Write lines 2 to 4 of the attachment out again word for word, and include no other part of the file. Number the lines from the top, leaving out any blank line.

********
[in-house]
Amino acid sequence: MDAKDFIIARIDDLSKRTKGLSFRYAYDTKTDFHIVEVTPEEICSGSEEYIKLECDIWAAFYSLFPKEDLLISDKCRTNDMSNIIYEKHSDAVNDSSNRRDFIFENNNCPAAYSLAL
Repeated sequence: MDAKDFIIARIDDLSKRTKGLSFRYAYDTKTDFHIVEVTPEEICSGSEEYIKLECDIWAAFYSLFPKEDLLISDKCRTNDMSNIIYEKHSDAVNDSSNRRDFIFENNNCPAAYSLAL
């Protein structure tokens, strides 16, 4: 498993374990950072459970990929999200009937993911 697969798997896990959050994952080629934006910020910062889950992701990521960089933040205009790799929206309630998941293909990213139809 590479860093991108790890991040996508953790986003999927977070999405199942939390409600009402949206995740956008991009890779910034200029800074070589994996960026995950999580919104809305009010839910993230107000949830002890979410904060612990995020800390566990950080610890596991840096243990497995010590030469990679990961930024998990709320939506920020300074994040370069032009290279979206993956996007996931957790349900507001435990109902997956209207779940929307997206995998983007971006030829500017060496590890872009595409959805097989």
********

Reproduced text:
Amino acid sequence: MDAKDFIIARIDDLSKRTKGLSFRYAYDTKTDFHIVEVTPEEICSGSEEYIKLECDIWAAFYSLFPKEDLLISDKCRTNDMSNIIYEKHSDAVNDSSNRRDFIFENNNCPAAYSLAL
Repeated sequence: MDAKDFIIARIDDLSKRTKGLSFRYAYDTKTDFHIVEVTPEEICSGSEEYIKLECDIWAAFYSLFPKEDLLISDKCRTNDMSNIIYEKHSDAVNDSSNRRDFIFENNNCPAAYSLAL
């Protein structure tokens, strides 16, 4: 498993374990950072459970990929999200009937993911 697969798997896990959050994952080629934006910020910062889950992701990521960089933040205009790799929206309630998941293909990213139809 590479860093991108790890991040996508953790986003999927977070999405199942939390409600009402949206995740956008991009890779910034200029800074070589994996960026995950999580919104809305009010839910993230107000949830002890979410904060612990995020800390566990950080610890596991840096243990497995010590030469990679990961930024998990709320939506920020300074994040370069032009290279979206993956996007996931957790349900507001435990109902997956209207779940929307997206995998983007971006030829500017060496590890872009595409959805097989």